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How to make .1 N sulfuric ACID



(-----)
Tutorial:
(to provide context, hopefully helping readers more quickly understand the Q&A's)

A 'molar solution' or '1.0 M' solution is defined as a solution which contains one gram-equivalent weight of the substance in question dissolved in 1 liter of solution (the water).

The atomic weight of a molecule of sulphuric acid, H2SO4, would be the atomic weight of 2 atoms of H plus 1 atom of S plus four atoms of O (the atomic weights can be obtained from the Periodic Table, or an appendix in the Metal Finishing Guidebook) as
2*1.008 + 32.066 + 4*16.000 ... or 98.082
-- let's round it to 98.

So a 1.0 M solution of sulphuric acid contains 98 grams of sulphuric acid per liter of water. Working with different strengths like 0.5 M (1/2 molar or 49 g/L) and different volumes is then a matter of simple arithmetic.

Since two protons [hydrogen atoms] are available to react in sulphuric acid, the normality of sulphuric acid is always twice its molarity, a 1.0M solution is a 2.0N solution.
October 13, 2021

Q. Are you able to make .1N sulfuric acid from 50% sulfuric ACID? What would be the proper amount of D.I. to make this happen?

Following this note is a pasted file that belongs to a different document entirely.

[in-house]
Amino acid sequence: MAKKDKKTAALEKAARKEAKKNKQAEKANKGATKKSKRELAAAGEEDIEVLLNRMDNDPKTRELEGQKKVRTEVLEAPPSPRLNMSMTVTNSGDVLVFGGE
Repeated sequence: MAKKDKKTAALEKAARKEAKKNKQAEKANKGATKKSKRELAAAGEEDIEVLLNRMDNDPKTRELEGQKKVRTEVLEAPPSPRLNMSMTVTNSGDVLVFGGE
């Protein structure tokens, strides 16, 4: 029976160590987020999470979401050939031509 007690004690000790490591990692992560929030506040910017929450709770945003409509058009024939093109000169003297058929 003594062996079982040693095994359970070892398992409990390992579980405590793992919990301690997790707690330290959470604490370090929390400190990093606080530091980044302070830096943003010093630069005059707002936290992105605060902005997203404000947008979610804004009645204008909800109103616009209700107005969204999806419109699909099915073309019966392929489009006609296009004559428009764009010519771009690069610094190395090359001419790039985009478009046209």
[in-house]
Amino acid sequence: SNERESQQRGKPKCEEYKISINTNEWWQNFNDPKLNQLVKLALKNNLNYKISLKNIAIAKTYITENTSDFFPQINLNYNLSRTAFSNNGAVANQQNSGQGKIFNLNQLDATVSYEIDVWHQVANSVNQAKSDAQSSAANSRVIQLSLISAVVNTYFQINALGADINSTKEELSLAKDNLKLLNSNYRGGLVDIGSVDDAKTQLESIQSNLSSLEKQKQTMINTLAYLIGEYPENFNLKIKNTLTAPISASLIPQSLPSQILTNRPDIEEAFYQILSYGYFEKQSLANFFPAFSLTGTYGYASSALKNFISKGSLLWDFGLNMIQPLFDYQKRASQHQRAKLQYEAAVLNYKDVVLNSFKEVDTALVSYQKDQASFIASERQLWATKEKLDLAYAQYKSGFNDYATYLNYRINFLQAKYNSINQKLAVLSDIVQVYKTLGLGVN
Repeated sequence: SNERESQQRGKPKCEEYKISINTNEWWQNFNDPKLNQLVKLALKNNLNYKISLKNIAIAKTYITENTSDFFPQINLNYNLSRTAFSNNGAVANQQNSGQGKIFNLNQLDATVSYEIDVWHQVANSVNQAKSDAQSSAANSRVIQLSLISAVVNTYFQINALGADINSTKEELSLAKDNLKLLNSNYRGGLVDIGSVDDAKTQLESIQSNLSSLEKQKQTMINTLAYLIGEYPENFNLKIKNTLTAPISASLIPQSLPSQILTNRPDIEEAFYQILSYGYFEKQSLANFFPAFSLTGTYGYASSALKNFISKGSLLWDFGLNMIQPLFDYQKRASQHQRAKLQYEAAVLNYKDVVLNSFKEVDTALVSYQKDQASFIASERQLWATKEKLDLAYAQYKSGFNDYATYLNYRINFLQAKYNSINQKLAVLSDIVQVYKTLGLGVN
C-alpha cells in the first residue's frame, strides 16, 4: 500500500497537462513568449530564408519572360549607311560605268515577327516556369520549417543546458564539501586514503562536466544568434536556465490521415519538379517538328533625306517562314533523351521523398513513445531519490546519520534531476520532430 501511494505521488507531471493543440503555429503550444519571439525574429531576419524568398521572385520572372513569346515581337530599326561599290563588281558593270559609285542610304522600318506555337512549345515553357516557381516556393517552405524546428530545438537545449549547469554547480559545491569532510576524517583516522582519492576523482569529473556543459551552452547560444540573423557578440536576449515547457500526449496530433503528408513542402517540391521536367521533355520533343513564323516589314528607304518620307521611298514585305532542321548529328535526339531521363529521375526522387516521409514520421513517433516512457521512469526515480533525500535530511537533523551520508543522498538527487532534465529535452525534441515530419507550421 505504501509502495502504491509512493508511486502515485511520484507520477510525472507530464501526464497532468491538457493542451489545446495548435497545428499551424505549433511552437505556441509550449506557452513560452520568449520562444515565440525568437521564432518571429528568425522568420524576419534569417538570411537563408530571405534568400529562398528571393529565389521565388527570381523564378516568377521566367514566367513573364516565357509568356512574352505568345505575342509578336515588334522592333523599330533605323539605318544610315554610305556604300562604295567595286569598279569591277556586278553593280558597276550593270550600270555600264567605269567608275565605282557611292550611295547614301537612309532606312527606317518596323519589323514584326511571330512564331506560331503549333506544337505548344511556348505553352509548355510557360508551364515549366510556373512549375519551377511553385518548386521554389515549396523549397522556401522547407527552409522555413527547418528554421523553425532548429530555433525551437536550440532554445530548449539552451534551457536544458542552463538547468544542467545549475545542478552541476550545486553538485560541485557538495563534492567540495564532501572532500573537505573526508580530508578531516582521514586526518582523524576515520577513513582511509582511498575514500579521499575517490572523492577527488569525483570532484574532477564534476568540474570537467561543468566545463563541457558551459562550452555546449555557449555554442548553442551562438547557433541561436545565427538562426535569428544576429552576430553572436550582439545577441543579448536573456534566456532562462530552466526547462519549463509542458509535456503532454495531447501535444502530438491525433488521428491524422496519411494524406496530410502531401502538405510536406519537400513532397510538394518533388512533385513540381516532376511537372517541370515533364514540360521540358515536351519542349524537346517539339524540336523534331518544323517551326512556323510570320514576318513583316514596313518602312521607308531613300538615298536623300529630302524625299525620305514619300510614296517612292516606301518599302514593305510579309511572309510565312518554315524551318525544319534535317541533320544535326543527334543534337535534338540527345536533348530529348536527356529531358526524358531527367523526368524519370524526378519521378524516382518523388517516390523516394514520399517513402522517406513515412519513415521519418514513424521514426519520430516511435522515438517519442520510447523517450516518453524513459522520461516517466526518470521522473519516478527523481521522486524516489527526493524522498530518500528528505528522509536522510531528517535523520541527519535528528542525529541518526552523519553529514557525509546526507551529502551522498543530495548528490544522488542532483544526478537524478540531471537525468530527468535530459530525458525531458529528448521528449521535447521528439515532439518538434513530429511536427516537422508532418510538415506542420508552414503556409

BLH Hanshaw
LAB TECH - Chandler, Arizona
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October 2021

A. Hi BLH. Yes, you can do this but if you could set the stage by telling us why you want to do it, the answer might be better. For example, usually when something is expressed as a low normality solution like that it's because it will be used in analytical work, and you don't want to be making a test tube size batch of 0.1N sulfuric acid from 50% sulfuric acid for an analytical titration, you want to buy lab chemicals :-)

As you see from the tutorial, a 0.1N solution of sulphuric acid is the same as a 0.05M solution, so it would have 5% of 98, or 4.9 grams per liter of acid. You would want to put the better part of one-liter of D.I. water in a large flask, then add 9.8 grams of your H2SO4 (because its 50%), and then add the remaining D.I. to fill the flask to the 1 liter mark.

Luck & Regards,

pic of Ted Mooney
Ted Mooney, P.E. RET
Striving to live Aloha
finishing.com - Pine Beach, New Jersey
^


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October 14, 2021

thumbs up sign Thank you for getting back to me sir. The solution will be used for analytical testing. The reason I am seeking out the proper way to make the solution is because the wait time is too long for a bottle to arrive. Our vendor will not be able to have it delivered until 2nd week of DECEMBER. We cannot wait that long.

So in the meantime I am trying to find alternative solutions -- no pun intended.

BLH Hanshaw [returning]
LAB TECH - Chandler, Arizona
^


October 2021

A. Good luck. Hopefully a reader will double check my numbers as I am not a chemist :-)

Luck & Regards,

pic of Ted Mooney
Ted Mooney, P.E. RET
Striving to live Aloha
finishing.com - Pine Beach, New Jersey
^


December 28, 2021

A. If you are running in an accredited shop you need to quickly write an SOP allowing use of homemade titrants from certified stock, using class A glassware, and calibrated measuring devices (pipets, balances, whatever).